Interestingly, the C1K mixes some really traditional aspects of the instrument with some more unusual features. For instance, the tradition of the koa tone is fantastic, with a rich and bright sound. It combines the koa top, back, and sides with a longer fretboard scale, so it is easier to play for bigger hands and to reach the higher notes. It has a 15-inch scale in total.
Not only does this have incredible Martin build quality, it is great for larger uke players.
|Image credit: Martin Check Sweetwater||
You pay a bit extra for top-end ukuleles. While this is not an unbelievably expensive option, it isn’t cheap either. For those looking for a beginner ukulele it might be a bit out of reach. If it is within your budget, the Martin quality is virtually unbeatable.
3. Kohala KO-C
The best budget pick under $50
A lot of people are in the market to find the cheapest concert ukulele to get them started and there is nothing wrong with that at all. If you want a cheap option it could be just to try out the hobby or to establish whether your kid is likely to stick at the ukulele if you buy them one. For this reason, we’ve included a budget pick, the Kohala KO-C Kine’O series concert ukulele.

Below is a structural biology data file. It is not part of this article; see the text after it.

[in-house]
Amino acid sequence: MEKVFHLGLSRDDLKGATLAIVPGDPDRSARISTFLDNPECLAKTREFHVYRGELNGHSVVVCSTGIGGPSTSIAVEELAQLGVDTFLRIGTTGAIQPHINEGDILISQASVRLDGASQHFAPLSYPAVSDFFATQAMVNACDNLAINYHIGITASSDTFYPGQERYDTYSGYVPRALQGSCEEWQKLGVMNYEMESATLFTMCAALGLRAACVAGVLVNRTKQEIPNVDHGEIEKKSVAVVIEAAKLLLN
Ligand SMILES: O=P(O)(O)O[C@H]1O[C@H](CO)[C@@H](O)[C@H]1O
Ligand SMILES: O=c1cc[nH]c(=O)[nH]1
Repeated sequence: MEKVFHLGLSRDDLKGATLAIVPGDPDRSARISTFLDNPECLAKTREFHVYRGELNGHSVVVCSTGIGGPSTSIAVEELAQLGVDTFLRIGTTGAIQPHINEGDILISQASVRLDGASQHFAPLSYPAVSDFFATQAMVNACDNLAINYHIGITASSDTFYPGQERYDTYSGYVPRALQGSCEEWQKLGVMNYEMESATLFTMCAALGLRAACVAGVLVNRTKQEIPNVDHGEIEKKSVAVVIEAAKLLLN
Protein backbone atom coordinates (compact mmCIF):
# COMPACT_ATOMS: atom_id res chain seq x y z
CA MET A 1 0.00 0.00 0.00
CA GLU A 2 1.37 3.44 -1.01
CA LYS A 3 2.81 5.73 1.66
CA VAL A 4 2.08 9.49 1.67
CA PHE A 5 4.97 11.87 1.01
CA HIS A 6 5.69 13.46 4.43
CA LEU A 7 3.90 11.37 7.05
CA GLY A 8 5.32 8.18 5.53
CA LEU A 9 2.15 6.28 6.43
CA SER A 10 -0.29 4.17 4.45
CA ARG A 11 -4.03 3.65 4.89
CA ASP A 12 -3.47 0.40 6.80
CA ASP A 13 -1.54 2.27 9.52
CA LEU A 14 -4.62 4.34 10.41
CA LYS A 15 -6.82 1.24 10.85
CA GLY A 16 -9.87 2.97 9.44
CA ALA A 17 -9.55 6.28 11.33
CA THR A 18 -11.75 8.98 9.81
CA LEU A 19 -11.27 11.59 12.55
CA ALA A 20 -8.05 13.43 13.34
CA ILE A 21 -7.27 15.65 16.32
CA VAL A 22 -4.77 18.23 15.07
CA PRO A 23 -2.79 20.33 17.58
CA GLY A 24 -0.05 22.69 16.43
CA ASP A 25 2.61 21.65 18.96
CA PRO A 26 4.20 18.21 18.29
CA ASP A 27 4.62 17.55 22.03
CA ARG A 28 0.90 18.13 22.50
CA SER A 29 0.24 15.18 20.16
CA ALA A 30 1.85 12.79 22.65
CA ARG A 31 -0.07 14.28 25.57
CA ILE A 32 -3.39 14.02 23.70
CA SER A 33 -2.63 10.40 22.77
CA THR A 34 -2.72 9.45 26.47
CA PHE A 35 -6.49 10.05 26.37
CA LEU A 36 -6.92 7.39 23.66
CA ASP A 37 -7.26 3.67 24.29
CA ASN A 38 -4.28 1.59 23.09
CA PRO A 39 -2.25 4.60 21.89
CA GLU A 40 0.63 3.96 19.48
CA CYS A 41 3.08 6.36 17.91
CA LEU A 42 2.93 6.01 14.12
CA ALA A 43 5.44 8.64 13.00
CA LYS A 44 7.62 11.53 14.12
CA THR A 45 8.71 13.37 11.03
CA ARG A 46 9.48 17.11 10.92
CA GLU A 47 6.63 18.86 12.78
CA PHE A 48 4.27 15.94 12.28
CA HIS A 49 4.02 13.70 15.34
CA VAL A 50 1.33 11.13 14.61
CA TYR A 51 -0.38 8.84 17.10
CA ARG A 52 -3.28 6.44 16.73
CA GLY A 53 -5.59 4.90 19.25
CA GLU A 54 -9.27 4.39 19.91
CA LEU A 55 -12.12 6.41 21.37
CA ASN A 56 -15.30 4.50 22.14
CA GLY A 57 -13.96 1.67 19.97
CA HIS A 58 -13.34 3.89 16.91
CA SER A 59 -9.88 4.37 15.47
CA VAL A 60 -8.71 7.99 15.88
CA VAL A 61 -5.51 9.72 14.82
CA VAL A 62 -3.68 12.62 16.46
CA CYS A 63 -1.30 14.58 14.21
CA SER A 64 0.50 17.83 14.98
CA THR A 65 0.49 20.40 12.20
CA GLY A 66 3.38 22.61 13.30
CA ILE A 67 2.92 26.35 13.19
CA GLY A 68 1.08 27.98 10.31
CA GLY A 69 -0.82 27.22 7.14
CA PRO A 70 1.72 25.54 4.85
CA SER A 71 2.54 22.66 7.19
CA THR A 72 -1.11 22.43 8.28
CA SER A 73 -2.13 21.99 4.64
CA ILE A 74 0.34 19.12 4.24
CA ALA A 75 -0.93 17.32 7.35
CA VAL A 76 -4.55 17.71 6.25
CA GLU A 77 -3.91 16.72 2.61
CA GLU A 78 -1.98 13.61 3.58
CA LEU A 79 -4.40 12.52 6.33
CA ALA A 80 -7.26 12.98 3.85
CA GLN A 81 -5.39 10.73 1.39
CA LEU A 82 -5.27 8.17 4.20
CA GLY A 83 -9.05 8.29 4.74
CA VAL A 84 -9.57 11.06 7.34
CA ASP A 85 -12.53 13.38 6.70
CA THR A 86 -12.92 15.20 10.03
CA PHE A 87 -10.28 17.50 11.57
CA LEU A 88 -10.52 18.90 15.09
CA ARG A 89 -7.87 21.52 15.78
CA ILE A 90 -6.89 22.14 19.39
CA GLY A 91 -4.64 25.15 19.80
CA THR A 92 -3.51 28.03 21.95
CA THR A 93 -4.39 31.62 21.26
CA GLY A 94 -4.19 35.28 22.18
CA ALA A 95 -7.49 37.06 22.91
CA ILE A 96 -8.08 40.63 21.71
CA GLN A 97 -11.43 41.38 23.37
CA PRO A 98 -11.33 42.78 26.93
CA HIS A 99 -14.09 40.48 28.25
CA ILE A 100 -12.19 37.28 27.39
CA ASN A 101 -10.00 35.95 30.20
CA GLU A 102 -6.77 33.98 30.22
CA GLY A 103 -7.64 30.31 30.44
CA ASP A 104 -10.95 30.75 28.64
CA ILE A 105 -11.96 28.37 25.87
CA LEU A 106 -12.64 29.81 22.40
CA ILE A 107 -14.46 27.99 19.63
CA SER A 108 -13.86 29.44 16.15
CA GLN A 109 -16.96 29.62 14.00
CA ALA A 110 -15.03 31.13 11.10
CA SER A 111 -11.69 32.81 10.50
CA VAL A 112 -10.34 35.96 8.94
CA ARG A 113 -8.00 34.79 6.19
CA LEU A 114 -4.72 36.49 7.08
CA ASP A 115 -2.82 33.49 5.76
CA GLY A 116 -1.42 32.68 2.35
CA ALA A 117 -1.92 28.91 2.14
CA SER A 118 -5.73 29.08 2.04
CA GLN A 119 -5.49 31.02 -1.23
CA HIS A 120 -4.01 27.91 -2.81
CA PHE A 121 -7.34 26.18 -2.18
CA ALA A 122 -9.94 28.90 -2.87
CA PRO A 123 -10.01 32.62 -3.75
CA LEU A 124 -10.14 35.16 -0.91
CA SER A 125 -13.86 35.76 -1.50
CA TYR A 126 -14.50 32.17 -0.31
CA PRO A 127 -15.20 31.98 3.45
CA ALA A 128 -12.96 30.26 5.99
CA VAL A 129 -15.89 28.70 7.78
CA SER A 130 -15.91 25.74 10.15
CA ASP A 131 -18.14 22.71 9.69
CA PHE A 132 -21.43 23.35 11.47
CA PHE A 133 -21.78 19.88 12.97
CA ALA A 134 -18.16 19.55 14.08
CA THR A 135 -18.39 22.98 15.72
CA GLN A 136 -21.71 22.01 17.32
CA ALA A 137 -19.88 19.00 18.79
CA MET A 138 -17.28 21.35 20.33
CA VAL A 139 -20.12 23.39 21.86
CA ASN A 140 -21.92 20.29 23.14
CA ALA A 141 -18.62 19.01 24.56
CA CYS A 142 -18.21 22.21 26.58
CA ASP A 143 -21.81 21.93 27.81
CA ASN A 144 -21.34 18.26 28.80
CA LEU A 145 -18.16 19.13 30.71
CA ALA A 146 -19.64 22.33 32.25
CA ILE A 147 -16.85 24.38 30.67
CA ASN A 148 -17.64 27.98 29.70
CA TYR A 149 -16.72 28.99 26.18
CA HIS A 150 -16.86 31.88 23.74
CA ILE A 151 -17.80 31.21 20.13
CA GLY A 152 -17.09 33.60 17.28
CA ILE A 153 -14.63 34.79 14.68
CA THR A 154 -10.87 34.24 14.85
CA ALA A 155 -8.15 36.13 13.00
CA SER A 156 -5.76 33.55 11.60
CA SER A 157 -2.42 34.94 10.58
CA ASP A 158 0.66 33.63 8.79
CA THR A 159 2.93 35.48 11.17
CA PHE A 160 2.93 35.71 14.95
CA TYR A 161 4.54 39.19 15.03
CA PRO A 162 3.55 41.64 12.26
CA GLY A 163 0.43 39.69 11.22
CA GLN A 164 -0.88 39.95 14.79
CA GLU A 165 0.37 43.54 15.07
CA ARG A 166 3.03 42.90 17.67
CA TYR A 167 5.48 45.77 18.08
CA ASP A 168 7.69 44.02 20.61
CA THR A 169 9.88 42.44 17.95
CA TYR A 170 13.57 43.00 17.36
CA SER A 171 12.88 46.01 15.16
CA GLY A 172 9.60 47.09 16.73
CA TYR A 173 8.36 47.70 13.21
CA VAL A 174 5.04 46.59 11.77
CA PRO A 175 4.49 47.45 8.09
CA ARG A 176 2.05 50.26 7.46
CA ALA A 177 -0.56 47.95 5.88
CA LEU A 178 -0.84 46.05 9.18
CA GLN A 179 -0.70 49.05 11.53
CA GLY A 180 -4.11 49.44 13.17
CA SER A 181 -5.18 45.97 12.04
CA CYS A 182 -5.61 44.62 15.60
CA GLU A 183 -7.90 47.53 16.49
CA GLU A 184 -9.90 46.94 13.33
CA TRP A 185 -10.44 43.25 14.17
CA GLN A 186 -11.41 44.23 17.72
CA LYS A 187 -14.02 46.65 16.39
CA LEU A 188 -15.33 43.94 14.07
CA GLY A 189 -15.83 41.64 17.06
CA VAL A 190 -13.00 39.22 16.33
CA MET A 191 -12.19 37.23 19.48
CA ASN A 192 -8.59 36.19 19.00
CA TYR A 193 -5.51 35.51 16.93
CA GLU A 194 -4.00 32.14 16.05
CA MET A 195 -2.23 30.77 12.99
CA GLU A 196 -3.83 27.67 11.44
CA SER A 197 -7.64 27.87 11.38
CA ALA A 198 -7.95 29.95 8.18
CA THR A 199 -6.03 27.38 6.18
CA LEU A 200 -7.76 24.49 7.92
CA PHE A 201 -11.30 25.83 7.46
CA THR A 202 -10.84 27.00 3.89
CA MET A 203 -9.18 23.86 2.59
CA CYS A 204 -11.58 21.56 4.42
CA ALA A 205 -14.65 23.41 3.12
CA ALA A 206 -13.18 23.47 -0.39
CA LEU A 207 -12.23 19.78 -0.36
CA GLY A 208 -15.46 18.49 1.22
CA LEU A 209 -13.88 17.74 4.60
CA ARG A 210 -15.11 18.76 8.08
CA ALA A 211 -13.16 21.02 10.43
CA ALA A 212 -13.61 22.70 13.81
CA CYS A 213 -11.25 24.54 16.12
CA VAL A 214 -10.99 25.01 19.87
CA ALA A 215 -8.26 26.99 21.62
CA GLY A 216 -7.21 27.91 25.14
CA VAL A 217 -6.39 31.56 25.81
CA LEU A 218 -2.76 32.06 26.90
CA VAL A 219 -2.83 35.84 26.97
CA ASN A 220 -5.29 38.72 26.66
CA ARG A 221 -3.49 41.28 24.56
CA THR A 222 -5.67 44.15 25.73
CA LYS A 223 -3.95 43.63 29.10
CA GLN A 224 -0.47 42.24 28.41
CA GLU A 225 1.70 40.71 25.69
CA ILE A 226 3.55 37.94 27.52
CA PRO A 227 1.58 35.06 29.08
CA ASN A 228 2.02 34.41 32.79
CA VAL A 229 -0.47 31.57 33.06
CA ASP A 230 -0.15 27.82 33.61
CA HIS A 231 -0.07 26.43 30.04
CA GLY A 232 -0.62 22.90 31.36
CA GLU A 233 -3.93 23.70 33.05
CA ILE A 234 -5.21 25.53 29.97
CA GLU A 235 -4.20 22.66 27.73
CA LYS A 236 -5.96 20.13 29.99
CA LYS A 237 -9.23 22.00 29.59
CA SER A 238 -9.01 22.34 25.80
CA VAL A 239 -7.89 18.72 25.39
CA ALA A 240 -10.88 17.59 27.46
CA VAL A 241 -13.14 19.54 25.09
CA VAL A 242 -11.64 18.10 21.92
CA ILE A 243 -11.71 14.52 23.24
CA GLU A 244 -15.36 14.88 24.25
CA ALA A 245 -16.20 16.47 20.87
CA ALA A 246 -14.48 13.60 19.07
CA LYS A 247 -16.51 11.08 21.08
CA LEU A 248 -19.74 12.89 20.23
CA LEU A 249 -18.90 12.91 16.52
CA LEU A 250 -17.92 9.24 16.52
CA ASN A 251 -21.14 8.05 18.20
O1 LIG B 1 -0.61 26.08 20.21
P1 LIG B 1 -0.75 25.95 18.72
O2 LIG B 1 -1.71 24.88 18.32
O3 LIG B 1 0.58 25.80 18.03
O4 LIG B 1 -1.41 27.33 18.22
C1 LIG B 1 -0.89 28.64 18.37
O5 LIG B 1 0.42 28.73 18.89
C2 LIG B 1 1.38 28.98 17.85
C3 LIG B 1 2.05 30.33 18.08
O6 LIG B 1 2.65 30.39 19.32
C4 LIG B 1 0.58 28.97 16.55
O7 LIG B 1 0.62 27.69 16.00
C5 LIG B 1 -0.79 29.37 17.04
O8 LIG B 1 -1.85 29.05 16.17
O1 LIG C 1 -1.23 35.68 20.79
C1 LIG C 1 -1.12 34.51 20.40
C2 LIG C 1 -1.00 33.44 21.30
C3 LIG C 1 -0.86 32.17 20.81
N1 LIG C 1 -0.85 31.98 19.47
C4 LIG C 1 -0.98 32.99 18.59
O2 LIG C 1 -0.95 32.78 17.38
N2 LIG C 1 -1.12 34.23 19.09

In spite of being a cheap concert ukulele, this doesn’t really have much of a ‘toy’ or amateur feel to it. It is full-sized and it’s robust, with good projection. This is a mahogany design which is popular for intermediate and beginner players. It gives plenty of volume and a reliable build. Though the Kohala might not win too many awards or feature in professional studios, it has a lot to like.
|Image credit: Kohala Check Sweetwater||
For taking to the beach with you, or being able to play around with at home and not worry too much about protecting your investment, this could be a great choice.
4. Kala MK-C Pack
The best concert ukulele pack for beginners